Bangor Band board member and euphonium player Adina Salmansohn got excited when she read a Bangor Daily News article in January about Melville Andrews, the Bangor musician, composer and business owner who led the band for more than 20 years in the late 19th century.
Andrews served with distinction in the Civil War and later was a leader of the Bangor Band and Bangor Symphony Orchestra and ran a successful music store in the city. His story was not widely known among Bangor Band members, and came as a delightful surprise to them.
“I’m sure there were a few people that knew a little bit about him, but the article really brought out the story in a way nobody had ever thought about,” said Salmonsohn, a New York native who moved to Maine in 2018 and quickly joined the Bangor Band. “We all kind of looked around and asked, ‘What if we really highlight Andrews and who he was for our members memorial concert this year?’”
In short order, bandleader Phil Edelman began digging around in the Bangor Band music files and found a march written by legendary Maine composer Robert Brown “R.B.” Hall, dedicated to Andrews. Hall considered Andrews his mentor, and “The MHA March” is his first published composition. That march is on the program for its upcoming members’ memorial concert, set for 4 p.m. Sunday, April 23, at Peakes Auditorium at Bangor High School.
Andrews joined the 12th Maine Infantry as the Civil War broke out in 1861, and served throughout the conflict as a soldier and musician. He was a part of Gen. William T. Sherman’s march to the sea, which cleaved a fiery path through Georgia before ending in Savannah. Andrews spent more than a year there, and regularly gave trumpet concerts in the city’s famous squares.
By the time he left Savannah in 1866, people so appreciated Andrews’ many months of entertainment that they gave him a silver cornet, a carved wooden cane and a gold watch and chain, in gratitude for “helping to scatter the seeds of discord by his beautiful strains of harmony.”
Andrews returned to Maine and set up shop in Bangor, where he led the popular dance band the Andrews Orchestra. He also led the Bangor Band and Bangor Symphony Orchestra, and began composing works and teaching young musicians and composers, like R.B. Hall.
In 1890 he opened Andrews Music Company at 98 Main St., which would do business for another 84 years, long after Andrews died in 1921, before finally closing in 1974.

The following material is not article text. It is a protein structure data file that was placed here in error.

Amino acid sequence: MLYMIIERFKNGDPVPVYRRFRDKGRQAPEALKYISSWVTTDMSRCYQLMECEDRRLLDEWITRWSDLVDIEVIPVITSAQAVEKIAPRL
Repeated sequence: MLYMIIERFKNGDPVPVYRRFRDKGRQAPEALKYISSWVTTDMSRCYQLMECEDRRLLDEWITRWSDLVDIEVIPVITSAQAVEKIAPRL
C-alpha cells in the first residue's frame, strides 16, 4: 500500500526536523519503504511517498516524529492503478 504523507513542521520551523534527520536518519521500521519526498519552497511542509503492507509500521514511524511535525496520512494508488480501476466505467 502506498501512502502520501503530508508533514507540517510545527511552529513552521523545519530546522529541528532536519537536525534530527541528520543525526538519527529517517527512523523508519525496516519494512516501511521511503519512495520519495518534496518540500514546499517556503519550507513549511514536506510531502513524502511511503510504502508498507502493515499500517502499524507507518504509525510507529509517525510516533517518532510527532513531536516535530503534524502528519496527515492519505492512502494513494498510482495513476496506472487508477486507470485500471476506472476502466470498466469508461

The Bangor Historical Society has Andrews’ silver cornet from Savannah in its collection, as well as a violin he crafted. Curator Matt Bishop will show off the cornet and give a presentation on Andrews at Sunday’s concert, which will also serve as an unofficial kickoff for its 164th season.
“We are an organization that is very proud of its legacy, so this is exactly the sort of thing we love to highlight and teach people about,” Salmonsohn said. “And our members’ memorial concert is our yearly chance to honor the thousands of people who have played with the band over the decades, so to honor Andrews is really right on the money this time.”
Sunday’s concert will be followed by one at 7 p.m. on Tuesday, April 25, with the University of Maine Collegiate Chorale, also at Peakes Auditorium. Another concert is set for 1 p.m. Sunday, April 30, at the Cole Land Transportation Museum in Bangor, and honors Galen Cole, the Bangor businessman and World War II veteran who founded the museum and Walking Sticks for Veterans program.
The band’s summer season begins with a performance in Bangor’s Memorial Day parade on May 29. Free concerts on Tuesday evenings begin on June 13, and are held around the area, including at Bangor Waterfront, Bangor Public Library, Chapin Park in Bangor and the Veazie waterfront. They continue through Aug. 8, with a season finale concert at the Maine Savings Amphitheater in Bangor.
Salmonsohn said that band members hope to record or film the recollections of older band members, so that stories like Andrews’ don’t get lost.
“We have this incredible resource here for this organization that has so much history in Bangor,” she said. “We need to make sure that history doesn’t get lost.”